It’s recommended that children receive 25 immunizations by the time they’re 15 months old. That may seem like a lot of shots, but there’s a reason why certain vaccines are given at specific times in a child’s life—and why it’s so important to follow the recommended schedule.
“Your pediatrician doesn’t create their advice about vaccines from nothing,” says Dr. Pilar Bradshaw. The Advisory Committee on Immunization Practices and the Centers for Disease Control puts out well-studied information and updates every year to give us the very best research-based data on when to immunize and with which vaccines.”
How are the timing and spacing of shots determined?
According to the American Academy of Pediatrics, immunizations are scheduled based on the age when the body’s immune system works the best and will provide the earliest protection possible to infants and children.
“The reason that the immunization schedule is very heavily loaded toward babies is because those are the children who have the least natural immunity and the least ability to fight a disease,” Dr. Bradshaw says.
Why are three or more doses of some vaccines needed?
Part of the extensive research that is conducted for each vaccine includes figuring out how long its protection lasts. When a vaccine’s antibody levels drop, children need another “boost.” Some longer-lasting vaccines only need to be given twice, while others may need to be given upwards of five times in a child’s life and often within a closer timeframe.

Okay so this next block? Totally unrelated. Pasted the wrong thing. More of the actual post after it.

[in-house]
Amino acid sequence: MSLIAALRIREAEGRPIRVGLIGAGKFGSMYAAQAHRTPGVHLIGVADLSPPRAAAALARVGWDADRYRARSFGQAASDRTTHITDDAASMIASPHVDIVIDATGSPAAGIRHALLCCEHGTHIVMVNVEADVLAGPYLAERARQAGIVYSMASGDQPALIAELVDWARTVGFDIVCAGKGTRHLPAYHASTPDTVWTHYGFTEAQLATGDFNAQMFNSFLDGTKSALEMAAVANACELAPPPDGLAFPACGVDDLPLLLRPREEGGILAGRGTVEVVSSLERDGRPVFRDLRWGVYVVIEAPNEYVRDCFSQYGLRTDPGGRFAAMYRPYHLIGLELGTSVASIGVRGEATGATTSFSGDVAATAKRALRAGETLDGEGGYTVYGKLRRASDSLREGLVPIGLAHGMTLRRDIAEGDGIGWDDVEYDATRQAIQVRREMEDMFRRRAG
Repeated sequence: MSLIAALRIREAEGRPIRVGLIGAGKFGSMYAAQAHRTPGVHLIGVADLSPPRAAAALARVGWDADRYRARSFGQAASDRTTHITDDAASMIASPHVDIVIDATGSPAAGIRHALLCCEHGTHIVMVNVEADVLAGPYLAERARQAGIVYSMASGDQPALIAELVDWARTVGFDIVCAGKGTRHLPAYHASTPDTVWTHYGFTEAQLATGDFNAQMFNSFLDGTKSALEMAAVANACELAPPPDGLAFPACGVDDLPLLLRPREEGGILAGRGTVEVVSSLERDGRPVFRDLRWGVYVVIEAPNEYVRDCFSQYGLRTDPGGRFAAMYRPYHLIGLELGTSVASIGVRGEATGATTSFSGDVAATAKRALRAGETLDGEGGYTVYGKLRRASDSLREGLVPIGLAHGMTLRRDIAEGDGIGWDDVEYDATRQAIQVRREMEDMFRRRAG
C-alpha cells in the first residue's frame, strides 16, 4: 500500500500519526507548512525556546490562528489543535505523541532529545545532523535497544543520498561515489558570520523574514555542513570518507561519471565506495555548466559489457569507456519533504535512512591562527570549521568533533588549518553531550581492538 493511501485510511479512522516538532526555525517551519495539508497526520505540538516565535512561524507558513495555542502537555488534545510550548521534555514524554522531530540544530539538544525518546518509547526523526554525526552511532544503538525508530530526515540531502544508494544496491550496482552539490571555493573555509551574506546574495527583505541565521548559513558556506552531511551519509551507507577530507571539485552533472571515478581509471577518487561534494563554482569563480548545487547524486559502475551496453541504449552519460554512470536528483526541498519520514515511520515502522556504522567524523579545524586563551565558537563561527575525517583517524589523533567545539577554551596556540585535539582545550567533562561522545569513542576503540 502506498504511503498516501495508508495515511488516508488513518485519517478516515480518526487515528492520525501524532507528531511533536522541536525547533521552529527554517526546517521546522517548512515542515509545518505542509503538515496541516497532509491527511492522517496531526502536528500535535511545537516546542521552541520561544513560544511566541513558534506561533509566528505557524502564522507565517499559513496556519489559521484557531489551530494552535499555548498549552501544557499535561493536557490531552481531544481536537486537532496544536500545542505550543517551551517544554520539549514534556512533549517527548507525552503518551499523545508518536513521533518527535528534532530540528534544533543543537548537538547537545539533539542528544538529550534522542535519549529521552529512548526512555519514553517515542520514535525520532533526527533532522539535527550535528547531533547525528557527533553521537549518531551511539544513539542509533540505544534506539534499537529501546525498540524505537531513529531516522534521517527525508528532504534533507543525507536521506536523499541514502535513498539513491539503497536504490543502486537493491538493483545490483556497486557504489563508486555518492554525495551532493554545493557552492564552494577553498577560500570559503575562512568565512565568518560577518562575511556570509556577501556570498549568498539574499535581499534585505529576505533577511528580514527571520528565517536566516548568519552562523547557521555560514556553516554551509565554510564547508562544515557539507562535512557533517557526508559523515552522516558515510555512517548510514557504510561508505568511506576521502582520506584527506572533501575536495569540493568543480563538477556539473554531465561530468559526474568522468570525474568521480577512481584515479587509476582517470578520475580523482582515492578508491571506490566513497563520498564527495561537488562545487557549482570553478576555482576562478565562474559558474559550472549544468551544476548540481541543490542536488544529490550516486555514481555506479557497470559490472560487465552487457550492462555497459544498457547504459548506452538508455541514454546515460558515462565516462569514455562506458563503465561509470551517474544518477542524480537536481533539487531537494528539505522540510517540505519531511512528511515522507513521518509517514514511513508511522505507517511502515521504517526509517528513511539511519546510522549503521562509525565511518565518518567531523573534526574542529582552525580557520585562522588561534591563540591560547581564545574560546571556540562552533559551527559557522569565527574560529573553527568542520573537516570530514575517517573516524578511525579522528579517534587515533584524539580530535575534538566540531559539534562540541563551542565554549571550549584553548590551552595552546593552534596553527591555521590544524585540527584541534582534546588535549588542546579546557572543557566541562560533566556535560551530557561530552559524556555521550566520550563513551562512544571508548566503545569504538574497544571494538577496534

Can shots be spread out over a longer period of time?
The simple answer is no, they cannot be spread out over a longer period of time, because delaying vaccines at the recommended age leaves children unprotected.
“There’s a reason the schedule is what it is, and if you delay it, you’re letting your kid’s antibody levels drop to a point where they are no longer optimally protected,” Dr. Bradshaw says.
Does it overwhelm a child’s immune system to give multiple shots in one visit?
This may be one of the most common myths when it comes to vaccines. The answer is no, it does not overwhelm a child’s immune system to give multiple shots in one visit. Infants and children are exposed to more germs every day, just by playing, eating and breathing than what is in any combination of vaccines on the schedule.
Immunizations remain important as children age
Another group of kids that health care providers should see regularly for immunizations is teenagers. They are at risk for dangerous illnesses, including human papillomavirus (HPV), which has been linked to numerous cancers in women and men, and meningitis, an inflammation of the membranes that surround the brain and spinal cord and protect the central nervous system. The HPV and Meningococcal B vaccines help reduce the risk of contracting these diseases.
If you have questions about vaccines for your child, talk with your pediatrician. To access the recommended immunization schedule, click here.